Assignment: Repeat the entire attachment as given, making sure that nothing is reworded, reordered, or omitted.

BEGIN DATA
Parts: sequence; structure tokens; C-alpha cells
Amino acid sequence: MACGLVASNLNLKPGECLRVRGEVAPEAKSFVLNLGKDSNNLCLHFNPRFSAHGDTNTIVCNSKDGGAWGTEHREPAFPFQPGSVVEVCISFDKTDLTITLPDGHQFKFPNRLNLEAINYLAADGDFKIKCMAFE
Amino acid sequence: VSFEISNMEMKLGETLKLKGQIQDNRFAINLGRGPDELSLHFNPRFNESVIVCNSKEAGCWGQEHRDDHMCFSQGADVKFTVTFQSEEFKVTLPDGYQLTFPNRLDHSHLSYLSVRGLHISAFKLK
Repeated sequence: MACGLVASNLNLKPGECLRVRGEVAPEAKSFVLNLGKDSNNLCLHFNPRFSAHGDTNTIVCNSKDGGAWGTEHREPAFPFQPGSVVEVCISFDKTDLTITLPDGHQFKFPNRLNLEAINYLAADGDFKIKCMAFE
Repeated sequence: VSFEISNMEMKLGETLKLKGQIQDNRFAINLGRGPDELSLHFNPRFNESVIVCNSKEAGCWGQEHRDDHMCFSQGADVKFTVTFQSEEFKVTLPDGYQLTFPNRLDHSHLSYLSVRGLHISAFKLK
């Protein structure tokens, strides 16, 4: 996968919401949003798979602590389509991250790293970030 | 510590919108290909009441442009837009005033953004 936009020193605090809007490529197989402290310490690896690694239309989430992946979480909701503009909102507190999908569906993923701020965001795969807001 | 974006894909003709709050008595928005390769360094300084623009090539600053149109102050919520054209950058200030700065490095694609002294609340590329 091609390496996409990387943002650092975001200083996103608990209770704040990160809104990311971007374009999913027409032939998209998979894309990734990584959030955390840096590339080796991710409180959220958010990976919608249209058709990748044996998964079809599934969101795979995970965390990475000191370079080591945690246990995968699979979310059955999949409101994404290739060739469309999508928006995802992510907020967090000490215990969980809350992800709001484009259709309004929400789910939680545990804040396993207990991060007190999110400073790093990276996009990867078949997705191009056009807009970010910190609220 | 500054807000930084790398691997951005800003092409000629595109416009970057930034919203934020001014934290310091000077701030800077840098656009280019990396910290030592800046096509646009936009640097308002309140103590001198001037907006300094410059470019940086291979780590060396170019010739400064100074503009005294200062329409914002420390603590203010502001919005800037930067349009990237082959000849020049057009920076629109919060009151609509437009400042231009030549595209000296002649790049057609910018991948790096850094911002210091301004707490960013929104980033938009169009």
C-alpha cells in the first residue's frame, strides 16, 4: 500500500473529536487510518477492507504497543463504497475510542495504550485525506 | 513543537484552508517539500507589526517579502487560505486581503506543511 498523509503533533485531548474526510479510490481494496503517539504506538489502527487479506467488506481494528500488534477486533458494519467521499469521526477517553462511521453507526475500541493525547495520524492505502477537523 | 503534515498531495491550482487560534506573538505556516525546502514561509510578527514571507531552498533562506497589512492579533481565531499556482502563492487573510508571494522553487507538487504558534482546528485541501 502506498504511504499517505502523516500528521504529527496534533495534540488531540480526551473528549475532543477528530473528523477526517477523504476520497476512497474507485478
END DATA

Parts: sequence; structure tokens; C-alpha cells
Amino acid sequence: MACGLVASNLNLKPGECLRVRGEVAPEAKSFVLNLGKDSNNLCLHFNPRFSAHGDTNTIVCNSKDGGAWGTEHREPAFPFQPGSVVEVCISFDKTDLTITLPDGHQFKFPNRLNLEAINYLAADGDFKIKCMAFE
Amino acid sequence: VSFEISNMEMKLGETLKLKGQIQDNRFAINLGRGPDELSLHFNPRFNESVIVCNSKEAGCWGQEHRDDHMCFSQGADVKFTVTFQSEEFKVTLPDGYQLTFPNRLDHSHLSYLSVRGLHISAFKLK
Repeated sequence: MACGLVASNLNLKPGECLRVRGEVAPEAKSFVLNLGKDSNNLCLHFNPRFSAHGDTNTIVCNSKDGGAWGTEHREPAFPFQPGSVVEVCISFDKTDLTITLPDGHQFKFPNRLNLEAINYLAADGDFKIKCMAFE
Repeated sequence: VSFEISNMEMKLGETLKLKGQIQDNRFAINLGRGPDELSLHFNPRFNESVIVCNSKEAGCWGQEHRDDHMCFSQGADVKFTVTFQSEEFKVTLPDGYQLTFPNRLDHSHLSYLSVRGLHISAFKLK
């Protein structure tokens, strides 16, 4: 996968919401949003798979602590389509991250790293970030 | 510590919108290909009441442009837009005033953004 936009020193605090809007490529197989402290310490690896690694239309989430992946979480909701503009909102507190999908569906993923701020965001795969807001 | 974006894909003709709050008595928005390769360094300084623009090539600053149109102050919520054209950058200030700065490095694609002294609340590329 091609390496996409990387943002650092975001200083996103608990209770704040990160809104990311971007374009999913027409032939998209998979894309990734990584959030955390840096590339080796991710409180959220958010990976919608249209058709990748044996998964079809599934969101795979995970965390990475000191370079080591945690246990995968699979979310059955999949409101994404290739060739469309999508928006995802992510907020967090000490215990969980809350992800709001484009259709309004929400789910939680545990804040396993207990991060007190999110400073790093990276996009990867078949997705191009056009807009970010910190609220 | 500054807000930084790398691997951005800003092409000629595109416009970057930034919203934020001014934290310091000077701030800077840098656009280019990396910290030592800046096509646009936009640097308002309140103590001198001037907006300094410059470019940086291979780590060396170019010739400064100074503009005294200062329409914002420390603590203010502001919005800037930067349009990237082959000849020049057009920076629109919060009151609509437009400042231009030549595209000296002649790049057609910018991948790096850094911002210091301004707490960013929104980033938009169009």
C-alpha cells in the first residue's frame, strides 16, 4: 500500500473529536487510518477492507504497543463504497475510542495504550485525506 | 513543537484552508517539500507589526517579502487560505486581503506543511 498523509503533533485531548474526510479510490481494496503517539504506538489502527487479506467488506481494528500488534477486533458494519467521499469521526477517553462511521453507526475500541493525547495520524492505502477537523 | 503534515498531495491550482487560534506573538505556516525546502514561509510578527514571507531552498533562506497589512492579533481565531499556482502563492487573510508571494522553487507538487504558534482546528485541501 502506498504511504499517505502523516500528521504529527496534533495534540488531540480526551473528549475532543477528530473528523477526517477523504476520497476512497474507485478